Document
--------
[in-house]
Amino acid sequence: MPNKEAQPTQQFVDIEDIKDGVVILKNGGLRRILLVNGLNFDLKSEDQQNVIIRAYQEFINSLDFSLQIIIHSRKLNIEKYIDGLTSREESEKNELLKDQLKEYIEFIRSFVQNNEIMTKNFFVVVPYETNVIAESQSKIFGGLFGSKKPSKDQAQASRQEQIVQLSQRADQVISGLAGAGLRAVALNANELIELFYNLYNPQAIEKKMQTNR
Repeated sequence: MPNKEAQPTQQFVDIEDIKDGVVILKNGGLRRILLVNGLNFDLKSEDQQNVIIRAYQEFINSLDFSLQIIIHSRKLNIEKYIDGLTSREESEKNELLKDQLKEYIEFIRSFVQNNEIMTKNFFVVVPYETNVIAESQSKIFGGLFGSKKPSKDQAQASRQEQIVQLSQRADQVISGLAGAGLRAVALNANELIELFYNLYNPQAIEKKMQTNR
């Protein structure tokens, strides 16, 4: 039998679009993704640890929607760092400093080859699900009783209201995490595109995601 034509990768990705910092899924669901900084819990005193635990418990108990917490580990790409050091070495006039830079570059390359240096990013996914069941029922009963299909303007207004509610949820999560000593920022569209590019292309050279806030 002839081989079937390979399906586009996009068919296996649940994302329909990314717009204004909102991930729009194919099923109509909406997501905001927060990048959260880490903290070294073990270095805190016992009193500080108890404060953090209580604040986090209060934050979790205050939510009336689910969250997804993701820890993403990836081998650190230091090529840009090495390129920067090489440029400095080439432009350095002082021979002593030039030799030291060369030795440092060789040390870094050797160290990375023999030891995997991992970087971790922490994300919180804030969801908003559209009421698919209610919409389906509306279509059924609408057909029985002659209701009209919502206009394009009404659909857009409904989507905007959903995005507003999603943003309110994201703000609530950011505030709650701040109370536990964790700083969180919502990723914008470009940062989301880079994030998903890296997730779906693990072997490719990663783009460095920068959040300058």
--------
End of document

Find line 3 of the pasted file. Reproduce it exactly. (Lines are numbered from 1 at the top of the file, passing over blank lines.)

Repeated sequence: MPNKEAQPTQQFVDIEDIKDGVVILKNGGLRRILLVNGLNFDLKSEDQQNVIIRAYQEFINSLDFSLQIIIHSRKLNIEKYIDGLTSREESEKNELLKDQLKEYIEFIRSFVQNNEIMTKNFFVVVPYETNVIAESQSKIFGGLFGSKKPSKDQAQASRQEQIVQLSQRADQVISGLAGAGLRAVALNANELIELFYNLYNPQAIEKKMQTNR